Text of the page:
• carnivore;
  • cougar;
  • hunting;
  • emigration;
  • mortality;
  • survival;
  • population dynamics;
  • population growth rate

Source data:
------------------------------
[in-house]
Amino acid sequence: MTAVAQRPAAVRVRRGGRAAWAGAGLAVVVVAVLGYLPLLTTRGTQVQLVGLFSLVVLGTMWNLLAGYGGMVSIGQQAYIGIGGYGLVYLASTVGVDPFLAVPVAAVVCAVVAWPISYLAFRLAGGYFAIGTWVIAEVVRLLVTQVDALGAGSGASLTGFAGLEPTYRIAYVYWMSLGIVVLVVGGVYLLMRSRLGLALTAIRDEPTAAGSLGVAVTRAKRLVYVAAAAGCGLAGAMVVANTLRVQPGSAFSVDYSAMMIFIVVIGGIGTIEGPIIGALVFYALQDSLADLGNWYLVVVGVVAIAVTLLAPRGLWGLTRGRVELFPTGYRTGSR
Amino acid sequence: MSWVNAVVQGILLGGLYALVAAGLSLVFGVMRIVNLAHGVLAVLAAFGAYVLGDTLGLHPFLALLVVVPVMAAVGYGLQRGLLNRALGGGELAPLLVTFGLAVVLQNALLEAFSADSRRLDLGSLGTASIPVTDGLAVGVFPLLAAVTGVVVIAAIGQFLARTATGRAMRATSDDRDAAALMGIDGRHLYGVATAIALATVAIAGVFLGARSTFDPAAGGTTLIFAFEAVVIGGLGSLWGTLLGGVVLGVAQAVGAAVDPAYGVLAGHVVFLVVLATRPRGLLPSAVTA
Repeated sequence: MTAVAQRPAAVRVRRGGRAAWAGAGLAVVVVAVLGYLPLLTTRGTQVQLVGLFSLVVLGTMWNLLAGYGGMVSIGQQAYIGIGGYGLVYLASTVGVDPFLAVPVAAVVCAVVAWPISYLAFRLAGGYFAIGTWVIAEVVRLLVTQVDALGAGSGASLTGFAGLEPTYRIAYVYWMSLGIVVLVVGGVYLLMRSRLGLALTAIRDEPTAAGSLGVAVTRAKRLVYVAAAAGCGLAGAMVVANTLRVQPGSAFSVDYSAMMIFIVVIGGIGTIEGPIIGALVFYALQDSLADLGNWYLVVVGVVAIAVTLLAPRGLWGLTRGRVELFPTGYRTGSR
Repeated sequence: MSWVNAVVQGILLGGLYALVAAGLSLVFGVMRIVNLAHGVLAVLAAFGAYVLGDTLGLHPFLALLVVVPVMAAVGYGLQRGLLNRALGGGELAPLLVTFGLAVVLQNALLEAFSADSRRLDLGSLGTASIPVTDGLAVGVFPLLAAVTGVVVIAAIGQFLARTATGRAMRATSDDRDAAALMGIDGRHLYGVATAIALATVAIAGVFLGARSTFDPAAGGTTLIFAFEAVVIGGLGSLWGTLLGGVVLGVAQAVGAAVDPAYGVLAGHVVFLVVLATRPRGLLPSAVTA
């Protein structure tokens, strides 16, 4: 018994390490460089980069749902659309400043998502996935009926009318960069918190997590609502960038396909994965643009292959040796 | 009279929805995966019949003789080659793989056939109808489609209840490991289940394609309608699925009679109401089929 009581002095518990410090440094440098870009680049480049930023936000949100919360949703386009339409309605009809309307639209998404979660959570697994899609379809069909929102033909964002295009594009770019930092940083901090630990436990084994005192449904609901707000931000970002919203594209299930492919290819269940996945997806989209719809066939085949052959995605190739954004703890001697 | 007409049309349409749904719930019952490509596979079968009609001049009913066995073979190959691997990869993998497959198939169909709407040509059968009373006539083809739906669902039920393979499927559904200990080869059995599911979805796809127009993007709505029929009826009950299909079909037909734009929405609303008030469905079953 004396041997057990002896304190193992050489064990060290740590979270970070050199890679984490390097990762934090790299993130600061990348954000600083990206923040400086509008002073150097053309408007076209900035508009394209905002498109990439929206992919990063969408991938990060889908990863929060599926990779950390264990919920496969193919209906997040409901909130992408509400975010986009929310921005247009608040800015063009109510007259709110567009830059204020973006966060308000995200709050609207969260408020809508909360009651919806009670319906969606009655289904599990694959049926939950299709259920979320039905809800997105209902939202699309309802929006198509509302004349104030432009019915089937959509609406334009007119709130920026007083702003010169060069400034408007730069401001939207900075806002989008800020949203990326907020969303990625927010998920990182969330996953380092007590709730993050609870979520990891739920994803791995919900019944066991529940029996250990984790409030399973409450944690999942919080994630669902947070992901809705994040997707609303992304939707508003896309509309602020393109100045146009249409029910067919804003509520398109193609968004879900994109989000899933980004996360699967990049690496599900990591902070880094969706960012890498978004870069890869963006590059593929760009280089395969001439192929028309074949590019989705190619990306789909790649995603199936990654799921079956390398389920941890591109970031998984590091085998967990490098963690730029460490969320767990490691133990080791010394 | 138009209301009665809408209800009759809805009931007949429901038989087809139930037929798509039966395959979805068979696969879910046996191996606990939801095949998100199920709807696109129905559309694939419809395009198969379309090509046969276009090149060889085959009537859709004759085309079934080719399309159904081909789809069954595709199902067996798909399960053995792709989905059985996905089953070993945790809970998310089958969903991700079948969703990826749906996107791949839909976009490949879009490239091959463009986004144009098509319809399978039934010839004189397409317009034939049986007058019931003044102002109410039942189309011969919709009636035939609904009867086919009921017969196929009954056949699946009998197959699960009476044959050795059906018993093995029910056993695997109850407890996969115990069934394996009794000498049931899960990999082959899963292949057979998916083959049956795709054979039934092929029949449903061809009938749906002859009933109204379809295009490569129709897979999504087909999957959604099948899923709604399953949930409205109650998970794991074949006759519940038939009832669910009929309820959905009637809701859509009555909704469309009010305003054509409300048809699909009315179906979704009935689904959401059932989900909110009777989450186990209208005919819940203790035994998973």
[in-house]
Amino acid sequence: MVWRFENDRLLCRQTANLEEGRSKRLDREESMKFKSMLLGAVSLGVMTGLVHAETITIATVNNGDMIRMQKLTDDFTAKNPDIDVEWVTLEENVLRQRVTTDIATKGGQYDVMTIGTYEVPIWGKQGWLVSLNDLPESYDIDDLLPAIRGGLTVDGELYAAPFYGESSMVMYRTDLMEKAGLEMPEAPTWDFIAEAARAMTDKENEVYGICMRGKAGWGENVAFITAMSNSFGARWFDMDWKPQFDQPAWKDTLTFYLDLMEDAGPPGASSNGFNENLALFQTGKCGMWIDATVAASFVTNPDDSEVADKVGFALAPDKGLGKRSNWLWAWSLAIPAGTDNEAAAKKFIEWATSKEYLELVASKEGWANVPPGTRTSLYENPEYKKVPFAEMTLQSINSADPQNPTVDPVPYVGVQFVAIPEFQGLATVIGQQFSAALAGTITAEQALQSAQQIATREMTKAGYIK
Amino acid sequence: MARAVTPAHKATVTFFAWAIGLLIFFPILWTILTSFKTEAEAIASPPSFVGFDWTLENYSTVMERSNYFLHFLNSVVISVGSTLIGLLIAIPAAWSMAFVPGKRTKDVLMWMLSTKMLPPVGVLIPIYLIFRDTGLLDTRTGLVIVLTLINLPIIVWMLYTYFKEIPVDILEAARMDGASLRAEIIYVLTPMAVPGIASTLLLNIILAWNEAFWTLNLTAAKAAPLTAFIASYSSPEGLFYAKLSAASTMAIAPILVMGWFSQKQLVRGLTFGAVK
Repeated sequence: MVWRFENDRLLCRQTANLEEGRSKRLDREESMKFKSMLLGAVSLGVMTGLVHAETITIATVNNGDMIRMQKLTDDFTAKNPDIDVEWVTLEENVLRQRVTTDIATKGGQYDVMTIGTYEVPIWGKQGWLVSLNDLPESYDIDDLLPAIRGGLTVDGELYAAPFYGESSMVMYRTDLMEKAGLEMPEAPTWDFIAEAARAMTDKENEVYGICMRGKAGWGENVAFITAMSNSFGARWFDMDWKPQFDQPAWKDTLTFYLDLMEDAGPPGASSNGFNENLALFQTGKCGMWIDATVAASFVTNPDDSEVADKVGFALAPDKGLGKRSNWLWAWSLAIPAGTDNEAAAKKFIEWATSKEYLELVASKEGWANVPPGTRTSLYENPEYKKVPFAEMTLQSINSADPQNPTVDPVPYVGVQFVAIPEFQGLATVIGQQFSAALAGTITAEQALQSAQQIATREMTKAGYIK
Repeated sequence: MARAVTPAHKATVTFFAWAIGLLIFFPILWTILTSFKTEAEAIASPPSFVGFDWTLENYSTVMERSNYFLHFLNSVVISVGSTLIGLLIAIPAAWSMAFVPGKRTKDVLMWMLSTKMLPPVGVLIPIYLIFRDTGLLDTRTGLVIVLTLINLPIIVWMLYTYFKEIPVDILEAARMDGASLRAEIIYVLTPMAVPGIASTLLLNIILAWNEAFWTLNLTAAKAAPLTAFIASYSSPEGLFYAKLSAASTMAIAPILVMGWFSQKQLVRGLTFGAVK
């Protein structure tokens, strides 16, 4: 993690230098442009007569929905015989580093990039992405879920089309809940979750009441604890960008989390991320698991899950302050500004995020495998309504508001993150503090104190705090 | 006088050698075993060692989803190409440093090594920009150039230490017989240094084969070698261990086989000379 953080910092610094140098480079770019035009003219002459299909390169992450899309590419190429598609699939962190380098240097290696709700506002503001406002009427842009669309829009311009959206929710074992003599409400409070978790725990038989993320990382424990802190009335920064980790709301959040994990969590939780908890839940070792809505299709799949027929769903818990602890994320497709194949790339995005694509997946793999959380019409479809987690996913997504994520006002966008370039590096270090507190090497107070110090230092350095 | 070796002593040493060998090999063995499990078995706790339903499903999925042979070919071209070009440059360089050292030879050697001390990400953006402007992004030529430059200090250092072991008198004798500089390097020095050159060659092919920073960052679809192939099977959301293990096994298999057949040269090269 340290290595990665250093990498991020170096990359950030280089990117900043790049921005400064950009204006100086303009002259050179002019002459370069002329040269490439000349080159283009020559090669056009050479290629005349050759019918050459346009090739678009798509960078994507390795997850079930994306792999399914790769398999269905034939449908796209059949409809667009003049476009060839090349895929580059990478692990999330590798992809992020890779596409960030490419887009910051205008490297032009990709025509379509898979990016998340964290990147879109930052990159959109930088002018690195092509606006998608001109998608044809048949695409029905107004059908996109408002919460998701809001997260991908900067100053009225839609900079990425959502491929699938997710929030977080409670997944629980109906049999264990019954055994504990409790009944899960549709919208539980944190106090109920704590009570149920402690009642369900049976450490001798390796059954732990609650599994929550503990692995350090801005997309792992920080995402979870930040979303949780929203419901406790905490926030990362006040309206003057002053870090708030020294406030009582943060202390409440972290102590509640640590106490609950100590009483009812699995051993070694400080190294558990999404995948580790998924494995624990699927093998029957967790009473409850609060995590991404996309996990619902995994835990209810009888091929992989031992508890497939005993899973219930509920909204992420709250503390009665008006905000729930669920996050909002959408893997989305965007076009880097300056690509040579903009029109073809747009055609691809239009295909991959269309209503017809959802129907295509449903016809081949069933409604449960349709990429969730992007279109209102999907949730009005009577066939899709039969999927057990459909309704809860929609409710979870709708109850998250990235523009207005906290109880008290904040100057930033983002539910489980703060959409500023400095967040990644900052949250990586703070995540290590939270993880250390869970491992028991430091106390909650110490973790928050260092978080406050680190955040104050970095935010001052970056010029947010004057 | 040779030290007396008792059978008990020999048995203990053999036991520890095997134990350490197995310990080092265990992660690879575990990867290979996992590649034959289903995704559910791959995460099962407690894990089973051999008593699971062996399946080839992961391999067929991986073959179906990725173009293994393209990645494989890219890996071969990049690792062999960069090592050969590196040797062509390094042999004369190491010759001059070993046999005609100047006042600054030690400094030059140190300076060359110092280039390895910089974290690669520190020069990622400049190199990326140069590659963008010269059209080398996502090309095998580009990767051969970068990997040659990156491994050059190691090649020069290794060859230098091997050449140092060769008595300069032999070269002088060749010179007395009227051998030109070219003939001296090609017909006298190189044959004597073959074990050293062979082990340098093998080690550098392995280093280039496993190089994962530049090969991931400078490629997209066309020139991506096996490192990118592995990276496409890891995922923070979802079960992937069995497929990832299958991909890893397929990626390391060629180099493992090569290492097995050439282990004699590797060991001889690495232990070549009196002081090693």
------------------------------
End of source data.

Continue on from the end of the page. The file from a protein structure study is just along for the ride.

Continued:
Wildlife agencies typically attempt to manage carnivore numbers in localized game management units through hunting, and do not always consider the potential influences of immigration and emigration on the outcome of those hunting practices. However, such a closed population structure may not be an appropriate model for management of carnivore populations where immigration and emigration are important population parameters. The closed population hypothesis predicts that high hunting mortality will reduce numbers and densities of carnivores and that low hunting mortality will increase numbers and densities. By contrast, the open population hypothesis predicts that high hunting mortality may not reduce carnivore densities because of compensatory immigration, and low hunting mortality may not result in more carnivores because of compensatory emigration. Previous research supported the open population hypothesis with high immigration rates in a heavily hunted (hunting mortality rate=0.24) cougar population in northern Washington. We test the open population hypothesis and high emigration rates in a lightly hunted (hunting mortality rate=0.11) cougar population in central Washington by monitoring demography from 2002 to 2007. We used a dual sex survival/fecundity Leslie matrix to estimate closed population growth and annual census counts to estimate open population growth. The observed open population growth rate of 0.98 was lower than the closed survival/fecundity growth rates of 1.13 (deterministic) and 1.10 (stochastic), and suggests a 12–15% annual emigration rate. Our data support the open population hypothesis for lightly hunted populations of carnivores. Low hunting mortality did not result in increased numbers and densities of cougars, as commonly believed because of compensatory emigration.